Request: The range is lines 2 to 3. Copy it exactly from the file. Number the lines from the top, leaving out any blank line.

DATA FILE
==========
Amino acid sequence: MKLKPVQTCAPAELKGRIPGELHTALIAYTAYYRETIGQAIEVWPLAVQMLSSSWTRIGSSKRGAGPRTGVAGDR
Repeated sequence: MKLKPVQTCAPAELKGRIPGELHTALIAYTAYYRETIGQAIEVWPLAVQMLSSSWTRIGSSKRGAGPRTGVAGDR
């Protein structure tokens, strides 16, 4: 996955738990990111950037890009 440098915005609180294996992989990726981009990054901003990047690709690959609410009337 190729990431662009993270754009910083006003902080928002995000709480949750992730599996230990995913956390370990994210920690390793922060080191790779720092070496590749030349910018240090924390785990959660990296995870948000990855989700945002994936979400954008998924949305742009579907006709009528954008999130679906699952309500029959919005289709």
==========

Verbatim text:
Repeated sequence: MKLKPVQTCAPAELKGRIPGELHTALIAYTAYYRETIGQAIEVWPLAVQMLSSSWTRIGSSKRGAGPRTGVAGDR
């Protein structure tokens, strides 16, 4: 996955738990990111950037890009 440098915005609180294996992989990726981009990054901003990047690709690959609410009337 190729990431662009993270754009910083006003902080928002995000709480949750992730599996230990995913956390370990994210920690390793922060080191790779720092070496590749030349910018240090924390785990959660990296995870948000990855989700945002994936979400954008998924949305742009579907006709009528954008999130679906699952309500029959919005289709």